The Strange Situation classifications at one year of age have been associated with similar findings as children grow into adolescence. However, they are not prescriptive of all later attachment behavior since parents and other caregivers influence children throughout childhood. Although patterns established early in life have a major impact on functioning, the individual’s experiences continue to influence the internal model of attachment. (This is good news for those of us who have not had secure attachments to their parents.)
Mary Main was a graduate student of Mary Ainsworth in Baltimore and currently Professor Emeritus at the University of California at Berkeley. She moved the field of attachment beyond the study of infants. She asked parents in her studies about their recollections of their own childhood experiences and what she found was that a parent’s pattern of narrating the story of their early family life within the semi-structured setting of an adult interview, could be correlated with the Strange Situation classification of that parent’s child. She developed the Adult Attachment Interview (AAI) a narrative assessment of an adult’s state of mind with respect to attachment. The AAI actually offers a unique perspective on the relationships among attachment, memory, and narrative and has been found to be the most robust predictor of how infants become attached to their parents (and can predict EVEN before a child is born and can generally predict up to two decades later, the AAI classifications for the now grown children!). (Some deviations from these predictions seem to be related to adverse life events such as trauma and loss during the later years of childhood and adolescence.) These findings support the view of childhood attachment as relationship-based.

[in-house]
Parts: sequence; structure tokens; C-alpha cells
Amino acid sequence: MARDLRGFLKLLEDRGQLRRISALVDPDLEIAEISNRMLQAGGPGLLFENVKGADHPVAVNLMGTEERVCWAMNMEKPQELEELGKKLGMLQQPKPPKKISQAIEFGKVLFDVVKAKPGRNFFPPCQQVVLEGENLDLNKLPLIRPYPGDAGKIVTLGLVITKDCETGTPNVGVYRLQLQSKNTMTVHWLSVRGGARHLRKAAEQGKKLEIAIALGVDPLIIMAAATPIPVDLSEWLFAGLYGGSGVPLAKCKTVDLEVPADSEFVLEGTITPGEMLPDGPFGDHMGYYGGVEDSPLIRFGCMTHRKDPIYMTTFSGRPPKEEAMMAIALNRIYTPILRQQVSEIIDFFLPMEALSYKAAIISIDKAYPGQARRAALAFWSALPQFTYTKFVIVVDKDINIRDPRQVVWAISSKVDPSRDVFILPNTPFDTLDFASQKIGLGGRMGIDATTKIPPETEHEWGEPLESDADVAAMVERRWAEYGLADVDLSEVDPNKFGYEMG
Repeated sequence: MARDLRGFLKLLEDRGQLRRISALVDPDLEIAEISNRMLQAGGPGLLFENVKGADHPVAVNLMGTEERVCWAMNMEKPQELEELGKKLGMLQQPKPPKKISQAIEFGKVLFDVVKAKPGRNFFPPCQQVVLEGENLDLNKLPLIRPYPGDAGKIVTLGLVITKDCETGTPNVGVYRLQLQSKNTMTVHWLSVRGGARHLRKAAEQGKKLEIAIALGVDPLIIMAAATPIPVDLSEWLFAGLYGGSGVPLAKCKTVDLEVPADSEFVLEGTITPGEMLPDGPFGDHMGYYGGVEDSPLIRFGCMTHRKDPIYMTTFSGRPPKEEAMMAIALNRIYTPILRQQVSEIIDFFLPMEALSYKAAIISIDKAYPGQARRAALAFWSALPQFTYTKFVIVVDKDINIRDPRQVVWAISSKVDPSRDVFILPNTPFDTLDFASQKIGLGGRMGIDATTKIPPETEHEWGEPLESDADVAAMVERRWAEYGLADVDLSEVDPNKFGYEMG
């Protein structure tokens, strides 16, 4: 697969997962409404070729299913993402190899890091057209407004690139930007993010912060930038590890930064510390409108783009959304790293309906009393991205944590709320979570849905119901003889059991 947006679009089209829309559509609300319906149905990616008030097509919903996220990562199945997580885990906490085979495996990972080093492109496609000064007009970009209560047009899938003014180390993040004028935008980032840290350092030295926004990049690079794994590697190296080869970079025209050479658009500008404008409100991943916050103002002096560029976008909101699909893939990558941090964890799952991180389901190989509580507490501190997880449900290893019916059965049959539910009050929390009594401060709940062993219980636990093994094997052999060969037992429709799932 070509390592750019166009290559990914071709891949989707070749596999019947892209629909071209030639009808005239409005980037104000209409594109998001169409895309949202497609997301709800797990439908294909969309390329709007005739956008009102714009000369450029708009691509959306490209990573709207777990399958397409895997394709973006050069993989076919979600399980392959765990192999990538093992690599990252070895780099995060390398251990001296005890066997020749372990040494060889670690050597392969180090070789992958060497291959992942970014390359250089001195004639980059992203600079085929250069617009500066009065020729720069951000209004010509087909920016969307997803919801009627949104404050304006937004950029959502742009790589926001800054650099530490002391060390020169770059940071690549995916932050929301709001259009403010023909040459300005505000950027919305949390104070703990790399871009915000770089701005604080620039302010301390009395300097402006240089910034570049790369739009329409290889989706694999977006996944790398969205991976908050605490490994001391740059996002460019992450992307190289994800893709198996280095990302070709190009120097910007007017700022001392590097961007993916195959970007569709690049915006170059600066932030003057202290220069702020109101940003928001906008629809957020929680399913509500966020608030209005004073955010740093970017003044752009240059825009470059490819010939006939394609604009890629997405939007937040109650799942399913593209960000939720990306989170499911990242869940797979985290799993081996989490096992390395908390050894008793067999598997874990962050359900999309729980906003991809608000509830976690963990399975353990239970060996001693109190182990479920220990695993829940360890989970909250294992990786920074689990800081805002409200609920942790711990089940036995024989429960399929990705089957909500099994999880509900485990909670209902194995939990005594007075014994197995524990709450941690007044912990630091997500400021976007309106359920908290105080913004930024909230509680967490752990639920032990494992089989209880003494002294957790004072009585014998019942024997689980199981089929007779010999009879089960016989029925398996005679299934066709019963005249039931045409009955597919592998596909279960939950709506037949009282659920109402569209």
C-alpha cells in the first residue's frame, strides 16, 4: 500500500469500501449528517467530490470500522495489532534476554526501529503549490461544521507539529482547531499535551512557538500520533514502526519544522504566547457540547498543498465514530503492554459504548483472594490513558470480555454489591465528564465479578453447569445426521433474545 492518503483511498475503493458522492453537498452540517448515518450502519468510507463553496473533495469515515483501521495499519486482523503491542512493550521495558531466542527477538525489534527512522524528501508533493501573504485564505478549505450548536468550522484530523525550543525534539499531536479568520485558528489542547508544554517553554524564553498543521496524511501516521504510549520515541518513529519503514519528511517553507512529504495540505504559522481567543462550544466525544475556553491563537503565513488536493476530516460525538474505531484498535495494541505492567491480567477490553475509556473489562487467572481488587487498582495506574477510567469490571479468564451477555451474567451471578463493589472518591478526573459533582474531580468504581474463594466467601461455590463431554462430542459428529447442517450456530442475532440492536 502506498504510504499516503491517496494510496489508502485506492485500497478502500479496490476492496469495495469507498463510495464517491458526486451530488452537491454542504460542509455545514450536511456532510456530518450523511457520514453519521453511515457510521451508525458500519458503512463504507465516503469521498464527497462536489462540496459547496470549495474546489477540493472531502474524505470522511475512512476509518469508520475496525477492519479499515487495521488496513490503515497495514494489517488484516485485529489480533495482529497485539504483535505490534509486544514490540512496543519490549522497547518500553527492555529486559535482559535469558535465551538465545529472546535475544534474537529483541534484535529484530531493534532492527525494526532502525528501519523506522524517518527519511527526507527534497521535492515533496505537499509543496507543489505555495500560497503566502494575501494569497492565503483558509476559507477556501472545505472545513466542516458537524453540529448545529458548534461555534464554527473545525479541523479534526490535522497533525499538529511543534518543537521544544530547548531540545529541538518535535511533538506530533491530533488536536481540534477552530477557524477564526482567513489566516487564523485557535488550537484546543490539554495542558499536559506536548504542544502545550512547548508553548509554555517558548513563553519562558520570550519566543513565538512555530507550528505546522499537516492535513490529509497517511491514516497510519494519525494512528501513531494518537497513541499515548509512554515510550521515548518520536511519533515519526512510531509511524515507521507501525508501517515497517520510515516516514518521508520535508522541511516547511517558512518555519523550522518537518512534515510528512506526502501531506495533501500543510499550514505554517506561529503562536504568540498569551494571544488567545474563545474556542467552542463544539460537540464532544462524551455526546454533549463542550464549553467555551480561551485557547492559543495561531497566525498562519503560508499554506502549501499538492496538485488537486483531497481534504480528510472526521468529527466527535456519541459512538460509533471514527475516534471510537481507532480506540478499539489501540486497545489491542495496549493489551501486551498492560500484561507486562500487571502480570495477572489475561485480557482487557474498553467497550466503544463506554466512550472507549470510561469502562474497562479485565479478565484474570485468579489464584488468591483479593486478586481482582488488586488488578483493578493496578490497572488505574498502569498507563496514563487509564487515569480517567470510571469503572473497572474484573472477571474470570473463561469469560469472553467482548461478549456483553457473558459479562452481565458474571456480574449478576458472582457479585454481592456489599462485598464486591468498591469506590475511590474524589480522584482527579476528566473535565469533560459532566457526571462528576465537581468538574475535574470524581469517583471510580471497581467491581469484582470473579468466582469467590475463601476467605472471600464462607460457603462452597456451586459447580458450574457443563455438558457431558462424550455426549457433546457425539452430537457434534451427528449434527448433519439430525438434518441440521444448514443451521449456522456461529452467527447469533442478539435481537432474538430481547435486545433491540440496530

Even though the word “attachment” is used here in the work of Mary Ainsworth and Main, they are talking more about attachment behaviors in the majority of children, not those who have suffered abuse and neglect. Point of interest: one of my colleagues at Hope Counseling Center, Dr. Ardel Payne, did her doctoral dissertation on adult attachment behavior and how it influences parenting style.
Coming next installment! Neurobiology and Attachment